For the newest or more recent concussion event, the many people recommended the 4 – 6 week total rest no activity period suggestion does provide the healing time necessary for symptoms to clear and the person to regain a sense of “being normal.” For others, the reintroduction of sports or work activity at the end of the 4-6 week rest period may reboot the symptoms. These new symptoms may also clear after a short period of time. These are not the people who are coming to our office. We see the people who this has not helped.

The people we see with post-concussion syndrome that come into our clinics begin their stories with the event. . . , “I was concussed during a game . . ; “I was skiing and crashed. . . “; “I was in a serious car accident . . . “; “I think I have had more than a few concussions, I am really not sure.” They describe their past or the current severity of symptoms and recommendations to this injury as:

“A greater percentage of athletes in the concussion group was not participating at their perceived pre-injury level of sport competition one-year”

In January 2021 paper published in the  Journal of Science and Medicine in Sport (3) tried to provide estimates in the times taken to receive clearance to return to sporting activity and to return to pre-injury level of sport competition following a sport-related concussion, and to estimate the proportion of athletes who were participating at their pre-injury level of sport competition six months and one-year following sport-related concussion.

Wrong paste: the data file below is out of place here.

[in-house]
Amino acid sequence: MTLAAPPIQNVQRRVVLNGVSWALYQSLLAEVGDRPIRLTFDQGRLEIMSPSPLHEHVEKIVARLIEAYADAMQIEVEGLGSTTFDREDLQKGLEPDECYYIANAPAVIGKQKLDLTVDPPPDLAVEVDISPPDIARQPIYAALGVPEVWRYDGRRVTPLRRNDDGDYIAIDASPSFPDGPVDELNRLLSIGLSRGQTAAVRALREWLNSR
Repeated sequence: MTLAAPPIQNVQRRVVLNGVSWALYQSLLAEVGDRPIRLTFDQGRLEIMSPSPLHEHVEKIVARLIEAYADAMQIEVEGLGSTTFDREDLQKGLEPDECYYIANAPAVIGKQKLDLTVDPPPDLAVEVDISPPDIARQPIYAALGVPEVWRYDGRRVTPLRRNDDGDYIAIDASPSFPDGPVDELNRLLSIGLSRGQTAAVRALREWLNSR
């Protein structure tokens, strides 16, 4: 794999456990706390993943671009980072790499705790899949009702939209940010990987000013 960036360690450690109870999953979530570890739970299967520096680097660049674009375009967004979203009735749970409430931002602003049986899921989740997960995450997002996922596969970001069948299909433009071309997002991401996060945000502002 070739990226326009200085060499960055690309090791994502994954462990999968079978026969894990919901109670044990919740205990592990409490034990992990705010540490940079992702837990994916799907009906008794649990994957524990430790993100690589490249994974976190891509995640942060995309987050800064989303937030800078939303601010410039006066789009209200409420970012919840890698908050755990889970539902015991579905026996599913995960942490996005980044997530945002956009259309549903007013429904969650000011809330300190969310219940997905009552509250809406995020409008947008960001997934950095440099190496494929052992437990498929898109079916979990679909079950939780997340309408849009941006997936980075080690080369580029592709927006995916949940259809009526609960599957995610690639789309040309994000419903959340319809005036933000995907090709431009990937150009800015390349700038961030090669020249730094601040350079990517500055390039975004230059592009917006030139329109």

These are the learning points of this research:

Results:

One-year following sport-related concussion:

My neurologist says there’s nothing that can be done. MRI, CAT Scan, and EEG say nothing is wrong with me.

There are many things that can cause Post-Concussion Syndrome. There are many treatments that can help Post-Concussion Syndrome. But what if you continue to have symptoms, nothing is helping, you have had a barrage of tests and your neurologist then walks into the exam room and says: “Your MRI, CAT Scan, and EEG says nothing is wrong with you. I can’t help you beyond antidepressants or anti-anxiety medications.” Now what?